In search of a wildlife camera

October 27, 2016 Alaina Kowitz

By Alaina Kowitz, Communications and Outreach Associate

The life of a wildlife monitoring camera is a difficult one. It's fraught with uncertainty and danger, bad weather and thieves, user error and malfunctions. It's not an easy life to be carted out into the woods, tied to a tree, and left for months on end. Anything could happen out there.

Something did happen out there, there being near Mount Baker in the North Cascades. Through our Citizen Wildlife Monitoring Project (CWMP), a volunteer had placed a camera at the top of a ridge in a stand of trees, hoping to capture images of gulo gulo, the elusive and ferocious wolverine

But last winter, deep snow had buried the camera and disoriented the volunteer when she went in to retrieve the equipment, and she was forced to return empty-handed. Our CWMP coordinator, Aleah Jaeger, knew the camera had to be retrieved before the weather turned this year or she risked facing the same challenge and losing a valuable piece of our research equipment. 

Learn more about our wildlife monitoring project and how you can support it! 

So last month, Aleah gathered a rescue team, consisting of last year's monitoring intern, Erin Tudor her present intern, Grace Rivera, and myself. Erin had helped place the camera last year and thought she could find it again. Together, they trekked the rocky and steep climb in to the ridge with Mount Baker glistening in the not-so-far-off distance, hoping to find the monitoring site with the camera intact and functioning. 

The trek to the monitoring site begins.
The trek to the monitoring site begins.

And find it they did, as well as the run pole on the opposite side of the site. (The run pole is a structure built in front of the camera, over which bait or scent is placed. Wolverines will venture out onto the run pole and look up at the bait as the motion-sensor camera snaps photos of the wolverine's unique chest blaze, which is its identifying feature.)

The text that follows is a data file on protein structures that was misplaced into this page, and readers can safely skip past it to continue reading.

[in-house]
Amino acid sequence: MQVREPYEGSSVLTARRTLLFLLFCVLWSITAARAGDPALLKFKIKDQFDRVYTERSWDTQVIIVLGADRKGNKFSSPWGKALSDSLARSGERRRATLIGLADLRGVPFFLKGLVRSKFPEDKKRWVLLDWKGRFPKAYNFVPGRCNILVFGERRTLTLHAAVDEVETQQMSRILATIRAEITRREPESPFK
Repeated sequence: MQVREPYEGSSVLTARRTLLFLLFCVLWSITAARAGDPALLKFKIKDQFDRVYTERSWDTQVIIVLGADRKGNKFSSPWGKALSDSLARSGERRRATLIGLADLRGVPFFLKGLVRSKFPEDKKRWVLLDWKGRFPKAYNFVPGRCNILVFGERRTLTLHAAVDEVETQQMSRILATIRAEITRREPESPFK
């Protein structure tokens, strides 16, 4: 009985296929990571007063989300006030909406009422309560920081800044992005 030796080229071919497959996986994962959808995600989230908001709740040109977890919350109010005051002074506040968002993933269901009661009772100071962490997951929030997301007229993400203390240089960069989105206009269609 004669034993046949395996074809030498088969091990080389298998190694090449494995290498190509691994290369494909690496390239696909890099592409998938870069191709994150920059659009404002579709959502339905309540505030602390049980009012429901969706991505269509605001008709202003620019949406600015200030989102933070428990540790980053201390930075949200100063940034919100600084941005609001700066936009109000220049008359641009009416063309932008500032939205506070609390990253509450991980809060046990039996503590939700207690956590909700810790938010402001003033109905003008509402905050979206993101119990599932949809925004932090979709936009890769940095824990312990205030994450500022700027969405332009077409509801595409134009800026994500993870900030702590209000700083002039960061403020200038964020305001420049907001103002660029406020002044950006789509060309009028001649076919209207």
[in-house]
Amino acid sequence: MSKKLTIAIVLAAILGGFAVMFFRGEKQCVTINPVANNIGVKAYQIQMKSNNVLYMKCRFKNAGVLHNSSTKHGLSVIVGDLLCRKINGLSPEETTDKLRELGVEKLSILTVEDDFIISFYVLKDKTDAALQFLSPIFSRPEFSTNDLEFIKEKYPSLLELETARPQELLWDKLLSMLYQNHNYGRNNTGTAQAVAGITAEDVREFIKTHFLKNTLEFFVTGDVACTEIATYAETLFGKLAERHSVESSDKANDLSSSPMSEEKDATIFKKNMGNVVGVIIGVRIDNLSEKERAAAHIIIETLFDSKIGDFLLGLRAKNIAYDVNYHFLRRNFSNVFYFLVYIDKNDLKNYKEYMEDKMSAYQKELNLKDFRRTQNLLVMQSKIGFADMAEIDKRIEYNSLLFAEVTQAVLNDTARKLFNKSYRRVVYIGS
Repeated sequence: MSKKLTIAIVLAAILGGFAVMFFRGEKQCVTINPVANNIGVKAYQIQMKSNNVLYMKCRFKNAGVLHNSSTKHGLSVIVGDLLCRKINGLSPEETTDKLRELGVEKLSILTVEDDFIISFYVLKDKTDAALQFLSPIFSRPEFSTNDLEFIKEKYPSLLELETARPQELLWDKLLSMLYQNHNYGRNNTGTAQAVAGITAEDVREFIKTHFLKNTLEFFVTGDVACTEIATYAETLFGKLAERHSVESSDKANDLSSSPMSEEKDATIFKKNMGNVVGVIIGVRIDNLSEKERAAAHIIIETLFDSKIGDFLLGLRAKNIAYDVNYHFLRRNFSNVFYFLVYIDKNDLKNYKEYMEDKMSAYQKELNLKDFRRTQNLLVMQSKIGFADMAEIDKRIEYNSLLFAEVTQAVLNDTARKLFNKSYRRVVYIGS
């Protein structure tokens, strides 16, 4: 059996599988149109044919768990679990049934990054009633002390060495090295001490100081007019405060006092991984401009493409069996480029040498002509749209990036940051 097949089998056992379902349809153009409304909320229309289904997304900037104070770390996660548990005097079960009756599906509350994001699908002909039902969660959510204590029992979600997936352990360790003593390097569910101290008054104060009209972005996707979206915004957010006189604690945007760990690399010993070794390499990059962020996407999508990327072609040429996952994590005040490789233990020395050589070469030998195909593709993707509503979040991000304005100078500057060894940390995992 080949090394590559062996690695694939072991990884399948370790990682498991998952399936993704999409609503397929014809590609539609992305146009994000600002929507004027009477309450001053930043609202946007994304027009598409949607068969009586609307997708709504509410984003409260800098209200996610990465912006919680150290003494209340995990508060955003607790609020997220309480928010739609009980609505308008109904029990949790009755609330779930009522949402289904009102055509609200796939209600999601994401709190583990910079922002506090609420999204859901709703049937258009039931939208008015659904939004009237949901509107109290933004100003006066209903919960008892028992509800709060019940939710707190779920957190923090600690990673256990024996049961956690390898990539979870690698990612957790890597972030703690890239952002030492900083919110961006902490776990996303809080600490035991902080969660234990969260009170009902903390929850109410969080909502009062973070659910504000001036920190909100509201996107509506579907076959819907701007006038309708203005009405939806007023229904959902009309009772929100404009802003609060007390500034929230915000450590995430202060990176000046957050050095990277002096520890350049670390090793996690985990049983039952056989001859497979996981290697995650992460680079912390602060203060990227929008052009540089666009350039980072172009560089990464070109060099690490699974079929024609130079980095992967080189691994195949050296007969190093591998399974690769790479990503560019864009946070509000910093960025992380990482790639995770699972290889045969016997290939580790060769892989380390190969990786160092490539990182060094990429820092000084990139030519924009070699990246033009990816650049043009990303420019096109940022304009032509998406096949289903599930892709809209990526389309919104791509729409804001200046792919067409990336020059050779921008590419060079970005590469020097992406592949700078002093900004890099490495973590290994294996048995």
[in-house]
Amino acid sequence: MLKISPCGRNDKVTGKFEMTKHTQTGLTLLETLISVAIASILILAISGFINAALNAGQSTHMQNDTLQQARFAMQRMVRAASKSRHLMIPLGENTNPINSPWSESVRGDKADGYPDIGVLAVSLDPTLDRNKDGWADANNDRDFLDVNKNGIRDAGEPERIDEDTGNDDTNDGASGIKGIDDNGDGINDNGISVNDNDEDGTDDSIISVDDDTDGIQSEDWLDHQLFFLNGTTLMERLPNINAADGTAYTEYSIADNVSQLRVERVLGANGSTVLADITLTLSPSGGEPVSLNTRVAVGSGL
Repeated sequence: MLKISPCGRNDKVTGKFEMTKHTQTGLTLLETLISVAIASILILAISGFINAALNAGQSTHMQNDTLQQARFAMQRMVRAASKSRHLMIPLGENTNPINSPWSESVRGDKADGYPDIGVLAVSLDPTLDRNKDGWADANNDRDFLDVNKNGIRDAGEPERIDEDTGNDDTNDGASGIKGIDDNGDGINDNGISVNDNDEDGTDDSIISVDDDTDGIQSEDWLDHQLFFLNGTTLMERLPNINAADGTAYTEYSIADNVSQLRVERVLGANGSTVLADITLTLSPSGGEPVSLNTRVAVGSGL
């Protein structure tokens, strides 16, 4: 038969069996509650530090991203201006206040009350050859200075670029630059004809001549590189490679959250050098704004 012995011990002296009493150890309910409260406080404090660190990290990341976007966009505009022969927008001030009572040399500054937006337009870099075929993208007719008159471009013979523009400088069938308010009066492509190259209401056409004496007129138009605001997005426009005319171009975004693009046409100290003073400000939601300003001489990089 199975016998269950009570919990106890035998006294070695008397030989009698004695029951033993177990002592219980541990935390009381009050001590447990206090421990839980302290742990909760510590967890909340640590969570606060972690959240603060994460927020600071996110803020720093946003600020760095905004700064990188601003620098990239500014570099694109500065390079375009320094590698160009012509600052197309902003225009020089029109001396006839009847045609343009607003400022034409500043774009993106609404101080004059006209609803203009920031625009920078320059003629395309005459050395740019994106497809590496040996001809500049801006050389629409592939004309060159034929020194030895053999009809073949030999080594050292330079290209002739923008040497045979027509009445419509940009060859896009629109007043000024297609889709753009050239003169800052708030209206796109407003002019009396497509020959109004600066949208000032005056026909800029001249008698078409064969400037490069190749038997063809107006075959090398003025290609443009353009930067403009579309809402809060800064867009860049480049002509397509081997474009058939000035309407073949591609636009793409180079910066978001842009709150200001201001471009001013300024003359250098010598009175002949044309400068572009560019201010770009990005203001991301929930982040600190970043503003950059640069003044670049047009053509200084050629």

A wolverine on a run pole in the Teanaway Valley. Photo: Aja Woodrow/USFS
A wolverine on a run pole in the Teanaway Valley. Photo: Aja Woodrow/USFS

Wolverines are fierce carnivores and quite rare; it's estimated that Washington state only has about three dozen at most. The majority of these wolverines have been documented in the North Cascades, where they dig their dens in the deep snow. 

A mostly solitary creature, the wolverine can take down an animal up to five times its own size given the proper situation. However, most of their food comes from smaller animals like ground squirrels or from scavenging winter-killed deer and mountain goats. Through our monitoring project and the volunteers who help run the project, Conservation Northwest has worked for years to collect data on these fascinating native animals to better understand their population numbers, movement, and responses to changing habitat due to climate change.

Despite our cameras being secured to tree trunks with Python locks and lock boxes, it's not uncommon for them to get stolen. Some creative thinkers cut through the Python locks with axes, or simply cut the tree down to get at the equipment. Luckily, this camera had been left alone.

2015 monitoring intern Erin Tudor detaches the camera from its tree.
2015 monitoring intern Erin Tudor detaches the camera from its tree.
CWMP coordinator, Aleah Jaeger (left), and current intern Grace Rivera take down a cable in the monitoring site.
CWMP coordinator, Aleah Jaeger (left), and current intern Grace Rivera take down a cable in the monitoring site.
The camera-retrieving team in front of Mount Baker. Success!
The camera-retrieving team in front of Mount Baker. Success!

Not bad for a day at work! 

Spirits were slightly dampened when no wolverine photos were discovered on the camera's card, but we'll continue to monitor the North Cascades for them. 

In order to continue our mission of keeping the Northwest wild, we have to understand our region, the creatures that inhabit it, and how they move within the landscape. So we'll keep trekking, researching, and enjoying the beautiful wild places that we're lucky enough to call home. 

Our monitoring project is currently in the stages of collecting results from the 2016 season, a process that includes volunteers submitting photos and other data points, as well as Conservation Northwest staff compiling that information into an end-of-season project report. That report is expected to come out around the holidays, so stay tuned!

Mount Baker

To learn more about our Citizen Wildlife Monitoring Project, visit our webpage or contact Aleah Jaeger at ajaeger@conservationnw.org.

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